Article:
In Soldiers Returning from Iraq and Afghanistan: The Long-Term Costs of Providing Veterans Medical Care and Disability Benefits, Linda Bilmes of Harvard University’s Kennedy School of Government asks, “President Bush is now asking for more money to spend on recruiting in order to boost the size of the Army and deploy more troops to Iraq. But what about taking care of those same soldiers when they return home as veterans?”
Bilmes presented the paper January 5 at an Allied Social Sciences Associations panel hosted by Economists for Peace and Security, is a follow-up to her February 2006 paper with Joseph Stiglitz, The Economic Costs of the Iraq War: An Appraisal Three Years After the Beginning of the Conflict. That paper estimated that the United States’ war in Iraq will eventually cost more than $2 trillion.
Bilmes and Stiglitz believe that making the public more aware of the costs of the war can help end the war. And one way to do that is to make sure that long-term costs, like treating and supporting injured and disabled veterans, are included when the cost of the war is discussed. To leave them out is shady business, says Bilmes. “In this country, no enterprise larger than a corner grocery store is allowed to use cash accounting. But that’s what the government is doing. It’s not counting accrued costs.”
The Bilmes and Stiglitz paper estimated that lifetime benefits (both health care and disability benefits) to U.S. veterans of Iraq would cost between $77 billion and $179 billion. Bilmes says that immediately after she released her paper, leaders of veterans’ grooups began calling her to thank her for writing the paper—and also to tell her that they thought her numbers were too low. That feedback prompted her new study.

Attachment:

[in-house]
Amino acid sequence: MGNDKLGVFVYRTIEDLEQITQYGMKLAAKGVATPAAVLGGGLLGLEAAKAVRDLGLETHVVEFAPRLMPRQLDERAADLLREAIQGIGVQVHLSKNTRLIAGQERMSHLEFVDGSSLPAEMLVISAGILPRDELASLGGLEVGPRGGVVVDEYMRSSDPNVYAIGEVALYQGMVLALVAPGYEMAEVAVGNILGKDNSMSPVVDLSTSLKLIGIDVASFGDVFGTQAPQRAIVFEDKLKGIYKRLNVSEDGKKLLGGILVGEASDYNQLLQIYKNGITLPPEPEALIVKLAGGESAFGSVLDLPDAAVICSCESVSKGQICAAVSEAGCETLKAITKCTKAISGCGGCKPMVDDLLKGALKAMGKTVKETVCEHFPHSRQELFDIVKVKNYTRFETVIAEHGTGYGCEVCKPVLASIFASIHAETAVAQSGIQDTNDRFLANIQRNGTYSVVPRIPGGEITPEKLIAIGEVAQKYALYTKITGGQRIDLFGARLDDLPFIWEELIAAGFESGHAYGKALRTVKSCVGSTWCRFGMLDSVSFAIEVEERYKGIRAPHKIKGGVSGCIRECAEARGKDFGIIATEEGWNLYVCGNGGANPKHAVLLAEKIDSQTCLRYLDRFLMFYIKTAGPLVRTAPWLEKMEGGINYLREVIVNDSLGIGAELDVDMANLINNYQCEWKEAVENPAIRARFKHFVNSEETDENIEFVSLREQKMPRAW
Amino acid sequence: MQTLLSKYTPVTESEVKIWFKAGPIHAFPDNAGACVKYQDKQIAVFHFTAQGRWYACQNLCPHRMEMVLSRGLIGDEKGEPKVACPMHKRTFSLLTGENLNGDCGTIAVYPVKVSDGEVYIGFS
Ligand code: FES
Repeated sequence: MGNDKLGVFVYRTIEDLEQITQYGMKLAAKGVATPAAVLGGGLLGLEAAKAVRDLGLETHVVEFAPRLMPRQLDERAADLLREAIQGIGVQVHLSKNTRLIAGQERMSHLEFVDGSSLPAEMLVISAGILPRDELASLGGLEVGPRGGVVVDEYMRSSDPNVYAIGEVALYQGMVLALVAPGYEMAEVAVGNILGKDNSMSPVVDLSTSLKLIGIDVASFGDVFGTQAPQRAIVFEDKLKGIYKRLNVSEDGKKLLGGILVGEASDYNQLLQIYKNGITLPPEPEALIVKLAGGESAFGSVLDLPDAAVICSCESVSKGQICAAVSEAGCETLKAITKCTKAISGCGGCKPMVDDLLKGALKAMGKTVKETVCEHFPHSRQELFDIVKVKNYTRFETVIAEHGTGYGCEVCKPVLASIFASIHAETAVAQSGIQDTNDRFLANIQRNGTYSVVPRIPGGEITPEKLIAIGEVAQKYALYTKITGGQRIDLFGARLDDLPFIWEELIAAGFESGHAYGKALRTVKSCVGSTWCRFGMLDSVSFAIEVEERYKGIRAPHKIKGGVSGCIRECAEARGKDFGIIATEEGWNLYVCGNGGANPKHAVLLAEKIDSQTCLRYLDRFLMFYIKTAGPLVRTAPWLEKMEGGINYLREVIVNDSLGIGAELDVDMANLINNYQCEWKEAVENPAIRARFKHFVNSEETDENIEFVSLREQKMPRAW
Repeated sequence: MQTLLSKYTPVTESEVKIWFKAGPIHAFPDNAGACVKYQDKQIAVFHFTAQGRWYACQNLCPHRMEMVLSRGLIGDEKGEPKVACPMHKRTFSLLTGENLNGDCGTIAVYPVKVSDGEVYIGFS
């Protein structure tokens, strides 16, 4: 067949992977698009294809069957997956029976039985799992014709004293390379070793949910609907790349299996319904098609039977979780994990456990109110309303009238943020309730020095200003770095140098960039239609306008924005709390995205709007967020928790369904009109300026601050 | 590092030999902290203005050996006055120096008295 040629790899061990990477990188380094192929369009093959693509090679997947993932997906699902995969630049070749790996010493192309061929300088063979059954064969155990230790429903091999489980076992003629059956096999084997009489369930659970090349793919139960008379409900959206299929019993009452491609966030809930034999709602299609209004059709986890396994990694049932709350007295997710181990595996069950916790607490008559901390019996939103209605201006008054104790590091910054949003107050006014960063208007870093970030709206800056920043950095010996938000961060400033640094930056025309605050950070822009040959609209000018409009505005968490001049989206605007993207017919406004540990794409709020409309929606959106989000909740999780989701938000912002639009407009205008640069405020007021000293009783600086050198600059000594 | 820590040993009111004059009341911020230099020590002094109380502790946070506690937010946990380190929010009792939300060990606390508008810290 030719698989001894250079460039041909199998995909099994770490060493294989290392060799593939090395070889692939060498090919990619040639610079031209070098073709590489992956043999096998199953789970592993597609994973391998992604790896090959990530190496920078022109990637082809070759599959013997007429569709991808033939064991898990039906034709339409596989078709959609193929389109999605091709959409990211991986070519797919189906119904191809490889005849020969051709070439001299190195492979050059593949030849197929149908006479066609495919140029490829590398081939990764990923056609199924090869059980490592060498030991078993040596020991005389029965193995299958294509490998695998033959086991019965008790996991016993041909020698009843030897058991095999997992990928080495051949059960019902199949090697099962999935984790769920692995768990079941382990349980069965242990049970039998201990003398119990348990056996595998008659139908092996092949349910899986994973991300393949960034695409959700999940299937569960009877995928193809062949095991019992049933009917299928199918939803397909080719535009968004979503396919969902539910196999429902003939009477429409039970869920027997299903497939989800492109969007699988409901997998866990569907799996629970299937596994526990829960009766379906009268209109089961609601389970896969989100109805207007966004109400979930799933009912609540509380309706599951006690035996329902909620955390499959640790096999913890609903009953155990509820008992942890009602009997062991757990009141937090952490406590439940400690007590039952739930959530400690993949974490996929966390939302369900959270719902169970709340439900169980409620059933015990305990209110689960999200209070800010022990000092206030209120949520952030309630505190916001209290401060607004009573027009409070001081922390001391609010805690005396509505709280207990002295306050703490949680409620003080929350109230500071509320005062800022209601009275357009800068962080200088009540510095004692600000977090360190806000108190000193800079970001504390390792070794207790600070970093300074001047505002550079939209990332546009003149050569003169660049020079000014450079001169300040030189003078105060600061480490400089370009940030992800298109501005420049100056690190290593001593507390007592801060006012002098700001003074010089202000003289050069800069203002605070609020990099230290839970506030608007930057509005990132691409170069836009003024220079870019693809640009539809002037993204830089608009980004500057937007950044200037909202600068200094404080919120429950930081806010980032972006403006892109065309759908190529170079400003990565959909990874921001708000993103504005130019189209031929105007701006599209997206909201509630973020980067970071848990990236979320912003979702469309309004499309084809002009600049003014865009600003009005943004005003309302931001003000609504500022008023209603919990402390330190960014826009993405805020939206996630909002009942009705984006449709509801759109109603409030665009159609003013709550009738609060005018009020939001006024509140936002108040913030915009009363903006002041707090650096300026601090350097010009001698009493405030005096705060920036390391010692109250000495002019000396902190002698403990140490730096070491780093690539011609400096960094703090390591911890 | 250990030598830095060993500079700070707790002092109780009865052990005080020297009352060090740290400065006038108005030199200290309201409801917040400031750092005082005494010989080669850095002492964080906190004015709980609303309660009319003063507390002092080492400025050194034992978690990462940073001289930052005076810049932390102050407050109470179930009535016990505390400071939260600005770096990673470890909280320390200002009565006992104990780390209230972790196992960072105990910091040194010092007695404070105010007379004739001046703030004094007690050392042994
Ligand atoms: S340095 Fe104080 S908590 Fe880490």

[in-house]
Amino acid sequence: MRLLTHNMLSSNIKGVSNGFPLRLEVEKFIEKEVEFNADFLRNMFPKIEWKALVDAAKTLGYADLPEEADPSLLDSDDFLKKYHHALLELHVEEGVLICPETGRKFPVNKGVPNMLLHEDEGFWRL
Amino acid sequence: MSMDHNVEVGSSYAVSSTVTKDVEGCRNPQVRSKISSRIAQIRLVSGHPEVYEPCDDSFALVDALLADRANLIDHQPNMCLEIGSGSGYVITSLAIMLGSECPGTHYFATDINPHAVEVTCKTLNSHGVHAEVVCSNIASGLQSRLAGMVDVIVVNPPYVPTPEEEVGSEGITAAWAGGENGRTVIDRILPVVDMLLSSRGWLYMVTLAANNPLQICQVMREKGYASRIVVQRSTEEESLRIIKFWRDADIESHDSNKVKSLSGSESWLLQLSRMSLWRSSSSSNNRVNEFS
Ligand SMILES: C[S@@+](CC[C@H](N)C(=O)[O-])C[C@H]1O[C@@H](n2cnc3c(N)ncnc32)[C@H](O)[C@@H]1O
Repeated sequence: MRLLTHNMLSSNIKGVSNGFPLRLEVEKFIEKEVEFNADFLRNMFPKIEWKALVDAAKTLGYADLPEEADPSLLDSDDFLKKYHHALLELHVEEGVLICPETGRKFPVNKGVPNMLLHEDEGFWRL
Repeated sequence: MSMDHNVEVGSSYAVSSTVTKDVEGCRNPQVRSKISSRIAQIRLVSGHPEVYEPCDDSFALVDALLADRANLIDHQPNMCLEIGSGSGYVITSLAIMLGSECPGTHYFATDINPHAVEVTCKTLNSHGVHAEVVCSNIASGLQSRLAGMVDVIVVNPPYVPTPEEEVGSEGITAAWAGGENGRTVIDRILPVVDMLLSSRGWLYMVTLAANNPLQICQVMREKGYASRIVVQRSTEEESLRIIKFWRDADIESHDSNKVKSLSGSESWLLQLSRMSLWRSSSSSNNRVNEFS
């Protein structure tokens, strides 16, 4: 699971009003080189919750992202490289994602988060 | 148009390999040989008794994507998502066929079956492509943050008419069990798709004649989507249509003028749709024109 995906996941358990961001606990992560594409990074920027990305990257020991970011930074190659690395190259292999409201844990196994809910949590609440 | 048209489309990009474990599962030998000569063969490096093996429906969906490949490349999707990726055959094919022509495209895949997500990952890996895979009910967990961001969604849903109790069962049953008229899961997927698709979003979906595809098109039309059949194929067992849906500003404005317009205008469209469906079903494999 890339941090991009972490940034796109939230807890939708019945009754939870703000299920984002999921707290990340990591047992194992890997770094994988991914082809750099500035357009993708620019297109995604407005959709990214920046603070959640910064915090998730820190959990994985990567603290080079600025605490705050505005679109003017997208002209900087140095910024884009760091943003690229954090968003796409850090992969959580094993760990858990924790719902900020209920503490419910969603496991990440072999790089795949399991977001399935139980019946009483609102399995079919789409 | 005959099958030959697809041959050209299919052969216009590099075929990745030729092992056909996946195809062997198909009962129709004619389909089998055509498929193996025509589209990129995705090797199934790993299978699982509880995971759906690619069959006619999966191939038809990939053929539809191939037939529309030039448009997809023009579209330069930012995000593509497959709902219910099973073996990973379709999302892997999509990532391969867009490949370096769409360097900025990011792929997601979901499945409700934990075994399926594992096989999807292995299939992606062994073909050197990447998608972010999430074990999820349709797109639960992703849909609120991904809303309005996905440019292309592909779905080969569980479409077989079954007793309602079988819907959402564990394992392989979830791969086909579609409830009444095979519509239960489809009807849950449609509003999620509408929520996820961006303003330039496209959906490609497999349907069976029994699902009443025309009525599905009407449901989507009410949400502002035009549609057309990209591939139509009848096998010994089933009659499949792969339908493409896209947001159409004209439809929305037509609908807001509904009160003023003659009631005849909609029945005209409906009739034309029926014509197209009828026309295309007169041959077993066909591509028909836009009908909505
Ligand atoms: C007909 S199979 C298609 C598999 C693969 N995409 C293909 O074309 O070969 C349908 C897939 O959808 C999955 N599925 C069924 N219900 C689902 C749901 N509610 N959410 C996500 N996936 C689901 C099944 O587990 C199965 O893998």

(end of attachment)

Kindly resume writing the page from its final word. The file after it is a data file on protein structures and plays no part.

Bilmes’ new research estimates the minimum cost at almost twice the previous study’s maximum: $350 billion. This low-end estimate assumes no new deployments (which seems unlikely with the Bush regime in power until 2009), and it assumes that the average benefit will be similar to the average benefit resulting from the first Gulf War—although Department of Defense sources indicate that the rate of serious injury has been much higher. If those assumptions do not hold, Bilmes offers a high-end estimate of $663 billion.
Congress and the Veterans Administration would do well to pay attention to Bilmes’ estimates and the concerns of veterans’ organizations: in fiscal year 2005, the VA had a budget shortfall of $1 billion, and in FY2006, $2 billion. The Government Accounting Office says that this is because the VA used 2002 (pre-Iraq) figures to estimate its costs for those years.
But even budgeting for the veterans’ care costs we know are accruing won’t solve the many the problems that the Veterans Administration is experiencing right now—a backlog of between 400,000 and 600,000 claims, and claim processing times that “render care virtually inaccessible,” according to VA Undersecretary for Health Frances Murphy. Bilmes suggests that these problems could be solved by changing the VA’s claims system—which eventually approves 88% of all claims—so that all claims are automatically approved, with the possibility of a later audit (much the way the IRS works) and by placing the 1000 new employees that the VA has recently requested not in claims processing but in the direct care of veterans. She encourages Iraq veterans and their organizations to turn their activism and political access to these tasks. Unfortunately, although the Bush administration made war with Iraq seem inevitable, making sure that the government pays for the care of its veterans is certain to take work.
- Linda Bilmes’ Jan 5, 2007 op ed in the LA Times
- Economists for Peace and Security
- Iraq Veterans Against the War
- National Priorities Project cost-of-war counter
- Mark Benjamin’s Sticker Shock Over Shell Shock, in Salon, Aug 9, 2005
- Judith Coburn’s Stiffing Veterans, in Salon, May 1, 2006